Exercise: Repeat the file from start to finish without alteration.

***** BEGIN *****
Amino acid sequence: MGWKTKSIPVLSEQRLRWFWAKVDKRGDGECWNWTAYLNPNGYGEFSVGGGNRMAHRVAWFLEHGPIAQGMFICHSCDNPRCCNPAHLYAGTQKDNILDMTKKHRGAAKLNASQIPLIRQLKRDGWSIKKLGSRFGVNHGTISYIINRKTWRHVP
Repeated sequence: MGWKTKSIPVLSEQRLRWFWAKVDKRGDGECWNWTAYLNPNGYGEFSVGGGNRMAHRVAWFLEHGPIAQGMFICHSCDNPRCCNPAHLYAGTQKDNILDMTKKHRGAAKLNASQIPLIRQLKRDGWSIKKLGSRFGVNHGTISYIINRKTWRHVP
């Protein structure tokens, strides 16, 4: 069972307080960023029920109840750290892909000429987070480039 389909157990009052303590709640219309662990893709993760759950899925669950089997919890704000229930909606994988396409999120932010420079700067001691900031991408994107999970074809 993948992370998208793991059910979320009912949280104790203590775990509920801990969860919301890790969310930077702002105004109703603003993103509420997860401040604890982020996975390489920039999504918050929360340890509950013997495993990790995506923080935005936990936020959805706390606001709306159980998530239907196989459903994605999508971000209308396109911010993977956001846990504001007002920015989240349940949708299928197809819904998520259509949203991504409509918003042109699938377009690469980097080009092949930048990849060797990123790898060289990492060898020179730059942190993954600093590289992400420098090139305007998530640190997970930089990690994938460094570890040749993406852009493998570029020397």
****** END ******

Amino acid sequence: MGWKTKSIPVLSEQRLRWFWAKVDKRGDGECWNWTAYLNPNGYGEFSVGGGNRMAHRVAWFLEHGPIAQGMFICHSCDNPRCCNPAHLYAGTQKDNILDMTKKHRGAAKLNASQIPLIRQLKRDGWSIKKLGSRFGVNHGTISYIINRKTWRHVP
Repeated sequence: MGWKTKSIPVLSEQRLRWFWAKVDKRGDGECWNWTAYLNPNGYGEFSVGGGNRMAHRVAWFLEHGPIAQGMFICHSCDNPRCCNPAHLYAGTQKDNILDMTKKHRGAAKLNASQIPLIRQLKRDGWSIKKLGSRFGVNHGTISYIINRKTWRHVP
């Protein structure tokens, strides 16, 4: 069972307080960023029920109840750290892909000429987070480039 389909157990009052303590709640219309662990893709993760759950899925669950089997919890704000229930909606994988396409999120932010420079700067001691900031991408994107999970074809 993948992370998208793991059910979320009912949280104790203590775990509920801990969860919301890790969310930077702002105004109703603003993103509420997860401040604890982020996975390489920039999504918050929360340890509950013997495993990790995506923080935005936990936020959805706390606001709306159980998530239907196989459903994605999508971000209308396109911010993977956001846990504001007002920015989240349940949708299928197809819904998520259509949203991504409509918003042109699938377009690469980097080009092949930048990849060797990123790898060289990492060898020179730059942190993954600093590289992400420098090139305007998530640190997970930089990690994938460094570890040749993406852009493998570029020397």